Second Chance Summer by Morgan Matson

Taylor Edwards is a fairly typical high-ambition seventeen-year-old, despite being the ‘talentless’ middle child; her older brother is determined to be a lawyer like their father while her younger sister is similarly determined to be a ballet dancer, while she spends her summers in language immersion courses and oceanography internships.

Or at least she has for the past five years, since she did A Terrible Thing to her BFF, Lucy, and the boy they both had a crush on, the summer that they were all twelve. Tragically, her father has been diagnosed with Stage IV pancreatic cancer on the day of Taylor’s birthday in May; the family decides that they will spend one last summer together in their summer home in the Poconos.

…which means that Taylor must confront both Lucy and Henry, in addition to being tossed into the deep end of her first summer job, all in addition to spending as much time with her father as she can in his last few weeks of life. (This is the ‘second chance’ of the title: making up with her friends, whom she dissed five years previously when they were all twelve: she fell in crush with the cute boy with whom her BFF had already decided she was going to fall in love that summer…but didn’t tell either of them about BFF’s feelings for Cute Boy.) Oh, and take in the dog left behind by the long-term renters who’d departed only a week or so before the family arrives.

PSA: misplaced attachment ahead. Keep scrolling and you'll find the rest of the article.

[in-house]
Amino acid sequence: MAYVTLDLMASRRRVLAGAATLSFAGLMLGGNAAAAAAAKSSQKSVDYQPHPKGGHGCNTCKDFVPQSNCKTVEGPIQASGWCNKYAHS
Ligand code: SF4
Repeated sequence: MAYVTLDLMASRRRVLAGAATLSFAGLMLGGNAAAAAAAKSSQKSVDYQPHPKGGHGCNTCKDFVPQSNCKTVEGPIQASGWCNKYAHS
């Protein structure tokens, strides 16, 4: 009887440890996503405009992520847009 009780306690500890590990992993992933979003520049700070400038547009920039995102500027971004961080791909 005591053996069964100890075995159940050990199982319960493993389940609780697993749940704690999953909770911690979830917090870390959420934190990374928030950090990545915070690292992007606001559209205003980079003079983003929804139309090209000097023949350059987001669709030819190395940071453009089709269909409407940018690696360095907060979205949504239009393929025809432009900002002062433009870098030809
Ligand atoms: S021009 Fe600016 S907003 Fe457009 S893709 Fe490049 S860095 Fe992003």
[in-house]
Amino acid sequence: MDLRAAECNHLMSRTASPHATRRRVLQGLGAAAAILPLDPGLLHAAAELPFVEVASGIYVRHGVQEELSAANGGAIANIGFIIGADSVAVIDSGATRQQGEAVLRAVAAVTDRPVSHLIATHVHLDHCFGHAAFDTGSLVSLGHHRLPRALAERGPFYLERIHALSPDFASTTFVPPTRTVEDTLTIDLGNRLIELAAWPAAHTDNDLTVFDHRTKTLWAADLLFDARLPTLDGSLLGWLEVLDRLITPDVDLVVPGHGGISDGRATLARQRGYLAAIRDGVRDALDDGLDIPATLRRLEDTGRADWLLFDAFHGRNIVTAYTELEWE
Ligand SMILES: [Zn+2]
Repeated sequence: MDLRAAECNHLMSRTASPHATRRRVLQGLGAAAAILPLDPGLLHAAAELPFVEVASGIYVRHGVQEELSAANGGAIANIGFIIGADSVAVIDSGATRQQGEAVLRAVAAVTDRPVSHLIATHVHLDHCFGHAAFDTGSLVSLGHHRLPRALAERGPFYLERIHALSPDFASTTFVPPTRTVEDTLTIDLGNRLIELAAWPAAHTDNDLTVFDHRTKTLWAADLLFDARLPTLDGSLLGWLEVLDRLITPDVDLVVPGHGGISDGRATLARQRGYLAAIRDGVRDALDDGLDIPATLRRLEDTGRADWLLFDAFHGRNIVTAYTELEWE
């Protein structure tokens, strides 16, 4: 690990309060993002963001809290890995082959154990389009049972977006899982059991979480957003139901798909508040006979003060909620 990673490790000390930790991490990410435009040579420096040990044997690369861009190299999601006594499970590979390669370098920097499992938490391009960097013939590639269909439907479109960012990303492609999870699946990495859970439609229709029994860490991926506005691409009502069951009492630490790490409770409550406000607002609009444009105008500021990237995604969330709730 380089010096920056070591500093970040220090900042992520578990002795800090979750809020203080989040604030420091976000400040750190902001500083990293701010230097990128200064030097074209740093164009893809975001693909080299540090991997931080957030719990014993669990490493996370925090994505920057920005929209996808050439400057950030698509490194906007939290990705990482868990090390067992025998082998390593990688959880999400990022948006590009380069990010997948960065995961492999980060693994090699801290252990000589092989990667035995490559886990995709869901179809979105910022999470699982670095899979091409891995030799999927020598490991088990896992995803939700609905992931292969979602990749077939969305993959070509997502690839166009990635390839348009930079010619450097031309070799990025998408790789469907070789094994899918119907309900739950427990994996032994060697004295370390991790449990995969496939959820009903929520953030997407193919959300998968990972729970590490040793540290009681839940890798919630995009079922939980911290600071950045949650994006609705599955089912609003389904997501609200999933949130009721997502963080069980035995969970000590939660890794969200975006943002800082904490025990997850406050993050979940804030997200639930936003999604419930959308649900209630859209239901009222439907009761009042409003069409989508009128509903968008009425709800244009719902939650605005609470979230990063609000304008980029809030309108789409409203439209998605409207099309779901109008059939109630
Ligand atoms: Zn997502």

The novel ends, as it inevitably must, with the death of the father, but the children have grown and developed personally; Taylor has made up with Lucy and Henry, Warren has branched out from his studies to court a girl who is herself studying to be a veterinarian and Gelsey learns how to make friends and have sleepovers.

Overall, it’s a good straightforward ‘teen angst’ book for kids who’ve outgrown Judy Blume; it has no fantasy elements, no supernatural characters, no magic. Just a family facing the death of the father/husband, told from the perspective of the middle girl. It does have a certain degree of “rich white girl” problems, set as it is in a town of largely summer residents escaping the heat of The Big City, but dealing with the death of a parent is fairly universal. In that regard, it’s appropriate for a range of readers. In some ways, I wish Matson had chosen to concentrate on either the father’s illness or the children’s maturation during the summer, as she has to split the book between the two processes, and I’m left feeling a bit like she gave them both short shrift. That said, they would not have had the opportunity had their father NOT had pancreatic cancer, as that’s why they’ve all come together back to the Poconos. Otherwise, they would have just continued on their paths of separation.

What to read next? If it’s the “death of a parent” aspect, I’d suggest Madeleine L’Engle’s A Ring of Endless Light, for kids who liked the straightforwardness of this book plus elements of friendship/boys, or Patrick Ness/Siobhan Dowd’s A Monster Calls, for kids who prefer books with a supernatural element.

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